Jesmyn Ward’s Southern Roots

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Jesmyn Ward has proven to be, in her decade-long and award-garnering career, a versatile writer. She’s published short stories, three novels, a memoir, and edited a collection of essays on race titled The Fire This Time. But while her style and format has changed, all of her works are centered on the American South, primarily in the area of Mississippi between New Orleans and Biloxi. The Mississippi of Ward’s books is a land of devastating natural power, of backwoods drives where the seats for social gatherings are the hoods of cars, where any traffic is expected or suspect, and where every iota of pleasure life offers her Black characters is overcast by clouds of tragedy and fear.

She grew up there, in a small town called DeLisle (population 1,147 in the 2010 census), and her prose has returned to the region again and again, and with each revisitation she digs deeper, reexamining the same themes with a new and brighter light. Her latest novel, Sing, Unburied, Sing, which was longlisted for the 2017 National Book Awards last week, carries on this vein. It’s centered on three generations of a Black family: Leonie, her half-white children Jojo and Kayla, and her parents Pop and Mam. Each generation has been shaped and continues to be shaped by their own trauma, traumas that are personalized but depressingly close to being interchangeable.

The narrative of the book is centered on a road trip to pick up Jojo’s white father, Michael, from the Mississippi State Penitentiary, or, as it’s better known to the characters of the book, Parchman. Decades before Michael was locked up, Pop had served time there as well, doing back-breaking slavery-by-another-name labor in the work-farm fields.

Pop came out of Parchman with the blood of a fellow inmate on his hands; Michael exits with a desire to garden. This reflects the difference in racial experience with governmental institution, but that’s not to say that Michael is unscathed while moving through the world. He tries to overcome his own racist family and is haunted by his own flavor of PTSD at the hands of being a worker on the Deepwater Horizon drilling rig.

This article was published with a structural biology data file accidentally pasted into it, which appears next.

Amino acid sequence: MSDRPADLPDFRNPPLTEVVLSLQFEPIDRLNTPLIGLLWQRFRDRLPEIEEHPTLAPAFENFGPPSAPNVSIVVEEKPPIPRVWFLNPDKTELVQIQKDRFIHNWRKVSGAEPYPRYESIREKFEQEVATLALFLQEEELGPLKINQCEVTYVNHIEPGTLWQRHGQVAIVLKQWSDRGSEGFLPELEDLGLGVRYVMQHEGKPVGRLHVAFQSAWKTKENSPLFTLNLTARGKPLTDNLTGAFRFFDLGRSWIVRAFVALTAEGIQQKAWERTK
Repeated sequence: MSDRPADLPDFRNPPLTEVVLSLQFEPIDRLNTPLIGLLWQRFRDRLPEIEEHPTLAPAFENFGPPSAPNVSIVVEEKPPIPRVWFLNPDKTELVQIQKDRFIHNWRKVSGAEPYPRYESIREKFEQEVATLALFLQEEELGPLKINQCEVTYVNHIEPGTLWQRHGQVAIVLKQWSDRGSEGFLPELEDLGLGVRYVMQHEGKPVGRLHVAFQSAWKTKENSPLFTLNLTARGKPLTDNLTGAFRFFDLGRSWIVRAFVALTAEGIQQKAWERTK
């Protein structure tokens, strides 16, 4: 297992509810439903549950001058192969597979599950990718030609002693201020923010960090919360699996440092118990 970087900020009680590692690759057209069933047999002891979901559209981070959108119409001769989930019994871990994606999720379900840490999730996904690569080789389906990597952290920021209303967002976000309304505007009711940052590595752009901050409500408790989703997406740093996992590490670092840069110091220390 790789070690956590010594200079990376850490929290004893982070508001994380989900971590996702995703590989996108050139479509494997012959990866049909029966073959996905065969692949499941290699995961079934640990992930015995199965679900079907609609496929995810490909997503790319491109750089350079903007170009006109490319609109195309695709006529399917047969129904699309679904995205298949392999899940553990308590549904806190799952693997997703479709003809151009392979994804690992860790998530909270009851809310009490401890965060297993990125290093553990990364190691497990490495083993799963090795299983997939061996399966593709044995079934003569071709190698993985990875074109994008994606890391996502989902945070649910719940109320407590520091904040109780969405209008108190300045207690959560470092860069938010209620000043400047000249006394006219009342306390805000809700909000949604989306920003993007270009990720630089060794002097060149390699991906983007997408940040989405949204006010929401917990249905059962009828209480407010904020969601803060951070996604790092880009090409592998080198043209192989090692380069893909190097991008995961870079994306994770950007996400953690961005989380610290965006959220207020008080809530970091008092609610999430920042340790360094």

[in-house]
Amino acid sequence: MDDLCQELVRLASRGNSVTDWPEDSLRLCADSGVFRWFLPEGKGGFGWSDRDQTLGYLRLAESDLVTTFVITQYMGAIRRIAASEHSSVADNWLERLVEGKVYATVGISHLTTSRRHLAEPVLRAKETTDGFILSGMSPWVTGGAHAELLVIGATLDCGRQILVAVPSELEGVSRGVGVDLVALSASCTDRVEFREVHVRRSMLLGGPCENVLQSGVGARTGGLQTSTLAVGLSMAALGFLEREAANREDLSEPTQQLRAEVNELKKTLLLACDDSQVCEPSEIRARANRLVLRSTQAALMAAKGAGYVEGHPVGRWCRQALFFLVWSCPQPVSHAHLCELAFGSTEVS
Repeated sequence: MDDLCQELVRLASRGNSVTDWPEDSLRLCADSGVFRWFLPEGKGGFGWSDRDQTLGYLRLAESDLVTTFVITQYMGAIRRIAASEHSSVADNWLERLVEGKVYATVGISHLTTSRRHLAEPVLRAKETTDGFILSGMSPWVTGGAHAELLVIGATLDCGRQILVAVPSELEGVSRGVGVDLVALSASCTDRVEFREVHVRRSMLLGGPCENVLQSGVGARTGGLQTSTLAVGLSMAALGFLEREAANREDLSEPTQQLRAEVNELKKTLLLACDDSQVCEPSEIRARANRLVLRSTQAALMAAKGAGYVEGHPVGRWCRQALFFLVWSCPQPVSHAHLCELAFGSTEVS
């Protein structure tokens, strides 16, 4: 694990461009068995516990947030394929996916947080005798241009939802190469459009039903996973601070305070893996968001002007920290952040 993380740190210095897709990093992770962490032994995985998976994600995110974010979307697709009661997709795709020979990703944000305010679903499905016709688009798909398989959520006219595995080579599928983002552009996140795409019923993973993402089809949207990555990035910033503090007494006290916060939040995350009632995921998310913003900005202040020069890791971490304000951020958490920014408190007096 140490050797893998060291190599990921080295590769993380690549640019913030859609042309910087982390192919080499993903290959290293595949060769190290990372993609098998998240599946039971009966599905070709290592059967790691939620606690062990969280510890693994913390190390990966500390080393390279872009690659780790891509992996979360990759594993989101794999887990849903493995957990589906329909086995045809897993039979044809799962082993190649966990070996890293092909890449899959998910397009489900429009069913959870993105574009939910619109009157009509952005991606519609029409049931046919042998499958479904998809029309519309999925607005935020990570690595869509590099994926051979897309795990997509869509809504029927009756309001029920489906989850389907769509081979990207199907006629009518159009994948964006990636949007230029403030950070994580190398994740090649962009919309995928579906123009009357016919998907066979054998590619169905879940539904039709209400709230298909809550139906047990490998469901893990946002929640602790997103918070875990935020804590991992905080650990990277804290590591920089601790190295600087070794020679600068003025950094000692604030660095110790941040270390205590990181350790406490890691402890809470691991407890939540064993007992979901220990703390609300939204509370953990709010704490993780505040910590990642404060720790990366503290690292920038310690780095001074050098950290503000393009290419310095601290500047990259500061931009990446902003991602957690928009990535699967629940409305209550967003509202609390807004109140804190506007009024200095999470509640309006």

Like the regional setting itself, the past is never further than arm’s reach from the events of the novel. History overlaps with, influences, and outright intrudes on the present, and in Ward’s fictional world that happens metaphorically, mentally, and then literally through visions and ghosts. Jojo is drawn to the power of the stories of the past, begging his grandfather to endlessly repeat the same handful of tales:

Hearing him tell them makes me feel like his voice is a hand he’s reached out to me, like he’s rubbing my back and I can duck whatever makes me feel like I’ll never be able to stand as tall as Pop, never be as sure. It makes me sweat and stick to the chair in the kitchen, which has gotten so hot from the boiling goat on the stove that the windows have fogged up, and the whole world is shrunk to this room with me and Pop.

These stories are at the heart of the book. How does Pop try to prepare Jojo for facing the world, given Leonie’s inadequacies as a mother? What does Pop’s wife Mam do with her last days on Earth as she’s dying of cancer? When drug-addicted Leonie has lucid moments, what does she do to try to redeem herself? The answers to these questions are intertwined with the history of both the family and their country’s relationship with race. A police stop during their road trip immediately echoes back to Pop’s own reason for being in Parchman. The friends and family who have been lost are always in the characters’ thoughts, as is the possibility of losing the people around them who remain. Ghosts watch over the character’s shoulders as they move through the world.

Mam sums it up succinctly when she says, “We don’t walk no straight lines. It’s all happening at once. All of it. We all here at once. My mama and daddy and they mamas and daddies.”

Ward built her story on this overlapping of past and present, on the layering of trauma over trauma. The epigraph of Sing, Unburied, Sing contains a Kwa chant, a snippet from Eudora Welty, and an excerpt from Derek Walcott. The South of the novel is all of these things: centuries of history from a swirl of races and distant corners of the world. Many stories would depict the weight of this history but ultimately end by expounding upon the strength such a foundation can offer. Ward does not offer a cheery out, though. Mam and Pop and everyone that came before them offer Leonie and Jojo strength, but the characters and Ward’s narration are all almost certain it won’t be enough to combat the unending oppression working against them. It’s brutal, it’s depressing, and it’s tough to argue with.